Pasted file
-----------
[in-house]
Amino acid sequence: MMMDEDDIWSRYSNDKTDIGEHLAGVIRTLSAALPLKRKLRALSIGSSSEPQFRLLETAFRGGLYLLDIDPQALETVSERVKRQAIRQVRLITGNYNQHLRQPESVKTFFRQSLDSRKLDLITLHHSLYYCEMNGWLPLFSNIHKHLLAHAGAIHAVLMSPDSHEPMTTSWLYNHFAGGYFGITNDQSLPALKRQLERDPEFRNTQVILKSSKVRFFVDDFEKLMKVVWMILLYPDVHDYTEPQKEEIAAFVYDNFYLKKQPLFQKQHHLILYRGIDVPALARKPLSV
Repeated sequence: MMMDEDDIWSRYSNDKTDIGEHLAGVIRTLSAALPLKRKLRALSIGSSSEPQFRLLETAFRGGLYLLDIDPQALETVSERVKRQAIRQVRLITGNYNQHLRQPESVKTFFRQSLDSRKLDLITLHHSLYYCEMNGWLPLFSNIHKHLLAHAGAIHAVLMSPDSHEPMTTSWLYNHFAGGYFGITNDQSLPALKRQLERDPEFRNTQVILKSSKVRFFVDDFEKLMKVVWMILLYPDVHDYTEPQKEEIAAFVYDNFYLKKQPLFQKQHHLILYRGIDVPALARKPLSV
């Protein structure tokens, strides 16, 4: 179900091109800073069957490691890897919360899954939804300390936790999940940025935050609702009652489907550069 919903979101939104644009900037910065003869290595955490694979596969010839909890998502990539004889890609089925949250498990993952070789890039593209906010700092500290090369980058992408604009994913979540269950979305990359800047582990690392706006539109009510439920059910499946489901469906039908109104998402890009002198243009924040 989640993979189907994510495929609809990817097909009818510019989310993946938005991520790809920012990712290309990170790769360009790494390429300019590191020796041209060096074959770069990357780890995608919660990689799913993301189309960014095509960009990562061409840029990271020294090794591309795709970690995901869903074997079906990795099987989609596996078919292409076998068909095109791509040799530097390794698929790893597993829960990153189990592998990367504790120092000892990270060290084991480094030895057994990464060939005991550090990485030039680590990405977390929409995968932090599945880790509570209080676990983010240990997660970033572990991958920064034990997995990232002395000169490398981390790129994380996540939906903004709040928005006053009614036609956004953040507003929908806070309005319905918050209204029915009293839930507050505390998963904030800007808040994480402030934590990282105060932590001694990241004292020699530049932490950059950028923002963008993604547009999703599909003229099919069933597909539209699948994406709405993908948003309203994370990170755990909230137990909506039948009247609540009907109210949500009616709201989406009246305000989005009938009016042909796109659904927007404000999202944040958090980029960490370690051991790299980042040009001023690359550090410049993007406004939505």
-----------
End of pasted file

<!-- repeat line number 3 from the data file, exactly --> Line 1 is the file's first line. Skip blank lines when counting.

Repeated sequence: MMMDEDDIWSRYSNDKTDIGEHLAGVIRTLSAALPLKRKLRALSIGSSSEPQFRLLETAFRGGLYLLDIDPQALETVSERVKRQAIRQVRLITGNYNQHLRQPESVKTFFRQSLDSRKLDLITLHHSLYYCEMNGWLPLFSNIHKHLLAHAGAIHAVLMSPDSHEPMTTSWLYNHFAGGYFGITNDQSLPALKRQLERDPEFRNTQVILKSSKVRFFVDDFEKLMKVVWMILLYPDVHDYTEPQKEEIAAFVYDNFYLKKQPLFQKQHHLILYRGIDVPALARKPLSV